How to Photo Frame

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How to Photo Frame
Photo Framing By Ben Koelker | Mountain Weekly News

So this is a How to Photo Frame I took of some old mining ruins up in Mayflower Gulch in central Colorado. It is one of the most scenic and easy to access amphitheaters in Colorado, and the morning that my friend Justin McCartey and I were there last week, the light was about as good as it gets. I decided to frame the mountains through the windows of this old, broken down miner’s cabin and this was one of my favorite shots from the morning. To get a shot like this there are a few easy steps to follow that will help to create a great image.

1) Find something to frame the shot…
Sometimes easier said than done, but you can use things like trees, rocks, structures, etc. The best frames in my opinion are usable in the same way as a picture frame- it needs to create depth in the shot, as well as put the focus on the subject matter.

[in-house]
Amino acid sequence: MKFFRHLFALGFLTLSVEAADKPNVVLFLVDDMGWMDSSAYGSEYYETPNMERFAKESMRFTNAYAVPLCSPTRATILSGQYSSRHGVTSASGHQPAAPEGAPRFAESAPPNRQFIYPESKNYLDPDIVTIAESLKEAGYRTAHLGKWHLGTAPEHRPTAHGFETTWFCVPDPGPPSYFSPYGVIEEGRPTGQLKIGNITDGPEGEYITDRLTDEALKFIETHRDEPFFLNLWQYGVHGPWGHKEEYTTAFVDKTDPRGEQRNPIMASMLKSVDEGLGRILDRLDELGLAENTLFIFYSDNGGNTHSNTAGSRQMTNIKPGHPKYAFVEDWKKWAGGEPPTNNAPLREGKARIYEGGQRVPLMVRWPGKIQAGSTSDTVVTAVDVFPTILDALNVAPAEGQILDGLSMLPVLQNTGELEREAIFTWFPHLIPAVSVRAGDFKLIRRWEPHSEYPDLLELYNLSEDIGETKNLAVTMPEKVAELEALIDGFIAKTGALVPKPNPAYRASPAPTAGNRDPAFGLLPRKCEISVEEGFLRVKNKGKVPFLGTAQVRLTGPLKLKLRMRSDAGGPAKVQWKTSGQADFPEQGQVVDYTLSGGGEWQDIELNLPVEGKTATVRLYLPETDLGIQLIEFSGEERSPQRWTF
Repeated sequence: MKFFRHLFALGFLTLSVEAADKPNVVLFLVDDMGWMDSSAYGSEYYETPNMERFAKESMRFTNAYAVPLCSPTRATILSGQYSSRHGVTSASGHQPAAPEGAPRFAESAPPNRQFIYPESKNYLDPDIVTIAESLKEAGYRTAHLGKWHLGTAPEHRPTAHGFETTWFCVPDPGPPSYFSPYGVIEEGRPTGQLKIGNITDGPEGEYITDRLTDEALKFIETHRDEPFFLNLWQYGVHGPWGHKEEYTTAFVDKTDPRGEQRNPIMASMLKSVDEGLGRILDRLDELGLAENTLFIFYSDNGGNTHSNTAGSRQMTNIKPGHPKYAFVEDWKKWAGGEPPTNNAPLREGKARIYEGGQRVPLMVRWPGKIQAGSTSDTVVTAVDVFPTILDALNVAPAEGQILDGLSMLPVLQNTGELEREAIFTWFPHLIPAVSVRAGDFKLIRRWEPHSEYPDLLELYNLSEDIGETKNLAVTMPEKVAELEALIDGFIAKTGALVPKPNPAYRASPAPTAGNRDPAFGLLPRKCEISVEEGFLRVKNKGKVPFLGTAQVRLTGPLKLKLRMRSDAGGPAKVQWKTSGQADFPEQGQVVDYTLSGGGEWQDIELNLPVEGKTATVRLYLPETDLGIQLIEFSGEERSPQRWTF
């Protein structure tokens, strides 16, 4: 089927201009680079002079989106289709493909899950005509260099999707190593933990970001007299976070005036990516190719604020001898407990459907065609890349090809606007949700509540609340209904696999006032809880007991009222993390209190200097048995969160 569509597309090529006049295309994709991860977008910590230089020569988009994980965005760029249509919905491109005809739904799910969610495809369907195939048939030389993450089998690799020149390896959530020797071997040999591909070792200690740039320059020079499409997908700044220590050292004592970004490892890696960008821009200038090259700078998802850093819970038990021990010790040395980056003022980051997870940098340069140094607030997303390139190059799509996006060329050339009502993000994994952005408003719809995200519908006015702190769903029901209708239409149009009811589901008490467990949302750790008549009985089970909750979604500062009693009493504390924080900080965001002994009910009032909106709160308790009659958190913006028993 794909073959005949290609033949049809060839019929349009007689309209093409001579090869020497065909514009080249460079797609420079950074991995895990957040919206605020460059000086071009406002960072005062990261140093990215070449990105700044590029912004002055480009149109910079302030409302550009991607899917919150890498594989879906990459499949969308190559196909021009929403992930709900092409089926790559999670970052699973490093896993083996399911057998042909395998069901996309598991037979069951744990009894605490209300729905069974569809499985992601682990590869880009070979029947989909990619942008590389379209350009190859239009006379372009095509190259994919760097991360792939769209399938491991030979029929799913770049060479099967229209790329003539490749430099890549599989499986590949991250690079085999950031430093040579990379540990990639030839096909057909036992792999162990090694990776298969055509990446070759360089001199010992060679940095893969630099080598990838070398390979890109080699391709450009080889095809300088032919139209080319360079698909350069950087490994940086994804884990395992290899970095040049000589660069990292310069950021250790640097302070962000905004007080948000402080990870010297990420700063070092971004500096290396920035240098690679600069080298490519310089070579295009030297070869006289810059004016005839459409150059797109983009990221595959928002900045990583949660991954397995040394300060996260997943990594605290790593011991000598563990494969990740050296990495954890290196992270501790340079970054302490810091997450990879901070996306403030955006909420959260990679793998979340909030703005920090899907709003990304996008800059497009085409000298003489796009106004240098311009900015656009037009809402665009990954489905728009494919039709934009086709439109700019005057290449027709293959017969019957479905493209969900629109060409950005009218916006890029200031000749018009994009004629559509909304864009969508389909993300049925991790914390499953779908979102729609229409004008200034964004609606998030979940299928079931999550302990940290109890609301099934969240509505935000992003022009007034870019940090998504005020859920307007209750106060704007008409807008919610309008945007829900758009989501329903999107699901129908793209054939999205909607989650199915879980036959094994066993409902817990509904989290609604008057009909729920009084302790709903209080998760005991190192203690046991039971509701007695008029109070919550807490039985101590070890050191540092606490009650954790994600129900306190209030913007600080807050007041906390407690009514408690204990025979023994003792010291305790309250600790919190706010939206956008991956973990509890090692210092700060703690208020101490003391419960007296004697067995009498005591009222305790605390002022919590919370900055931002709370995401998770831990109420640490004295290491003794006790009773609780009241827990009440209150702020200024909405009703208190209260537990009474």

2) Decide where you want your focal point/ depth.
For this shot, I first tried focusing on the mountains in the background, and then the cabin window in the foreground. What I ended up with was a focal point somewhere in the middle, which used with a high f/stop (f/18), allowed for a lot of the image to be in focus. Things like Photoshop Photomerge could be used in this situation as well (one photo with the cabin in focus, the other with the mountains in focus, and both shots stitched together), but without a tripod, that is difficult to do…

3) Lighting
I used a camera flash to get the cabin to light up to a similar brightness as the mountains in the background. It was shaded on my side of the cabin, so using the flash was the only way to even out the lighting of the photo. In a situation using a flash when there are bright items in the shot (the mountains in the background with the sun shining on them), use a high f/stop to darken up the bright spots, which in turn also gives you a greater focal depth.

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